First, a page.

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# Defensive Runs Saved

In baseball statistics, defensive runs saved (DRS) measures the number of runs a player saved or cost his team on defense relative to an average player.[1][2] Any positive number is above average, and the best fielders typically have a DRS figure of 15 to 20 for a season.[3] The statistic was developed by Baseball Info Solutions and the data used in calculating it first became available for Major League Baseball (MLB) in 2003.[4][5]

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## Definition

Fielding percentage is the statistic that has traditionally been used to measure defensive ability,[6] but it fails to account for a fielder's defensive range. Fielders who can cover a large area on defense are able to make plays that most players would not have the chance to make. DRS was created to take range into account when measuring a player's defensive ability.

In calculating DRS, points are either added or subtracted to a fielder's rating depending on whether or not they make a play on a ball that is hit towards them. For example, if a ball hit to the center fielder is expected to be caught 30 percent of the time, the fielder will lose .3 points if he does not catch it, or will gain .7 points if he does catch it. Each player's total points are later adjusted based on league averages, both with regards to average defensive performance, and with regards to how many runs a "point" equates to.[7]

## Example

The table below shows a comparison between the top 10 shortstops in terms of fielding percentage and the top 10 shortstops in terms of defensive runs saved from 2002 to 2019 in MLB. The table shows that only two players appear on both lists (Simmons and Hardy), exemplifying that there is a difference in what the two statistics measure.

Top 10 shortstops (2002–2019)
Defensive runs saved (shortstops) Fielding percentage (shortstops)
Andrelton Simmons Jimmy Rollins
Jack Wilson Andrelton Simmons
Brendan Ryan Trevor Story
Troy Tulowitzki Paul DeJong
J. J. Hardy Jhonny Peralta
Clint Barmes Francisco Lindor
Brandon Crawford Carlos Correa
Nick Ahmed Royce Clayton
Cesar Izturis David Eckstein

Note that DRS statistics are only available from the 2003 MLB season through the present. Thus, players of earlier eras who were noted for the defensive skills—such as third baseman Brooks Robinson and shortstop Ozzie Smith—were not evaluated in this manner. Also note that there is some variation in DRS as presented on baseball reference sites—for example, Baseball-Reference.com credits Adrián Beltré with a DRS figure of 201 for his career,[8] while FanGraphs credits him with 200.[9] The below figures are sourced from FanGraphs.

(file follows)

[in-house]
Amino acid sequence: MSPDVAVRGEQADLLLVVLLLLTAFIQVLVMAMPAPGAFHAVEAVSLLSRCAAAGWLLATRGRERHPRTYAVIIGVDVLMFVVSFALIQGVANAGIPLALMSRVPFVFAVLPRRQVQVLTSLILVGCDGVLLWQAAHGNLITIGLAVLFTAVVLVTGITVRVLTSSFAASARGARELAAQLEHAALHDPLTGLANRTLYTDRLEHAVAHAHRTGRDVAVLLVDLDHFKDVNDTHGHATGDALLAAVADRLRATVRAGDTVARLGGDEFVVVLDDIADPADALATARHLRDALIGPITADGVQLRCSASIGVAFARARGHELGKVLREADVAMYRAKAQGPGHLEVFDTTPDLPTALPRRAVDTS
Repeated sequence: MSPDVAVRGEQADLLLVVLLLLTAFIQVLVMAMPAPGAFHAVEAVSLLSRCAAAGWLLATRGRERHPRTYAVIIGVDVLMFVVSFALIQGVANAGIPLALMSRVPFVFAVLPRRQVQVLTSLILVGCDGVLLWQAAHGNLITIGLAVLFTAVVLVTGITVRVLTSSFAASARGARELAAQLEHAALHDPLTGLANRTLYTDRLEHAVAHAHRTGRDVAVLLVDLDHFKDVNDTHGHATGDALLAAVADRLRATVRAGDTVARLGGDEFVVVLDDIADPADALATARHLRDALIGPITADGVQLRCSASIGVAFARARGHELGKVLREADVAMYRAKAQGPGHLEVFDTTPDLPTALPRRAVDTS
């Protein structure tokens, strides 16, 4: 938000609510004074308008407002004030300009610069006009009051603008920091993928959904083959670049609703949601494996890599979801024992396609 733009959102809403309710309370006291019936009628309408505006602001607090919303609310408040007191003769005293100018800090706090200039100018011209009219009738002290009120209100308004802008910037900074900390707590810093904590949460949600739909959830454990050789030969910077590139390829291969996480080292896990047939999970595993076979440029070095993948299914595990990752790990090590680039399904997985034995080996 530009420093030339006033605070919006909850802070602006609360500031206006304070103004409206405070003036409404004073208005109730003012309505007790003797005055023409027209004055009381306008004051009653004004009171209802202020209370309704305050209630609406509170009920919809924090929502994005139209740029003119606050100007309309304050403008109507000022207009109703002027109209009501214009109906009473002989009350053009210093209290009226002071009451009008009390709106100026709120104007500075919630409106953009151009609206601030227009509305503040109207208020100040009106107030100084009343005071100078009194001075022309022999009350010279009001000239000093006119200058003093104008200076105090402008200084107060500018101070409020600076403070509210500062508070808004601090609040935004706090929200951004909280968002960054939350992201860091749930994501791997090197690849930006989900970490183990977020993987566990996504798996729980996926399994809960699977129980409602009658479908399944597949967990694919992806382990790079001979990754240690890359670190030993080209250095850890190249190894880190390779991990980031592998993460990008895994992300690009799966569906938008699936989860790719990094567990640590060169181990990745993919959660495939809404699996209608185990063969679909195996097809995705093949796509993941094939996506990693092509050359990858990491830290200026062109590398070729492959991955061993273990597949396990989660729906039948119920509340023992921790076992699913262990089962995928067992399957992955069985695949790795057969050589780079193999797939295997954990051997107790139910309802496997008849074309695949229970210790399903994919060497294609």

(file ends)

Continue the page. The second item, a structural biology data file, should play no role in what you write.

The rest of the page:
### Single season

Through the end of the 2021 MLB season, the highest DRS recorded in a single season was by shortstop Andrelton Simmons, who had a DRS of 41 in 2017, while the lowest DRS recorded in a single season was by center fielder Matt Kemp, who had a DRS of -33 in 2010.[10]

### Career

Through the end of the 2021 MLB season, the highest cumulative DRS for a career is 200, by third baseman Adrián Beltré, while the lowest DRS for a career is -165 by shortstop Derek Jeter.[11] Note that the totals for both Beltré and Jeter only reflect 2003 onward, even though both players began their MLB careers earlier.

## References

1. ^ "Frequently Asked Questions about Plus/Minus and Runs Saved". fieldingbible.com. Archived from the original on November 27, 2012.
2. ^ Slowinski, Steve (February 15, 2010). "DRS". fangraphs.com. Archived from the original on October 27, 2012.
3. ^ Johns, Greg (October 25, 2012). "Ryan wins Fielding Bible Award at short". MLB.com. Archived from the original on September 27, 2013.
4. ^ Simon, Mark (July 9, 2012). "Surprise! Why Chipper rates well on D". ESPN.com. Archived from the original on August 31, 2012.
5. ^ "Position Player WAR Calculations and Details". Baseball-Reference.com. Sports Reference. Retrieved 1 February 2018.
6. ^ "What is a Fielding Percentage (FPCT)? | Glossary". MLB.com. Retrieved March 9, 2018.
7. ^ "What is a Defensive Runs Saved (DRS)? | Glossary". MLB.com. Retrieved June 28, 2022.
8. ^ "Adrian Beltre Fielding Stats". Baseball-Reference.com. Retrieved June 28, 2022.
9. ^ "Adrián Beltré - Stats". FanGraphs. Retrieved June 28, 2022.
10. ^ "Major League Leaderboards". Fangraphs. Retrieved June 28, 2022.
11. ^ "Major League Leaderboards". Fangraphs. Retrieved June 28, 2022.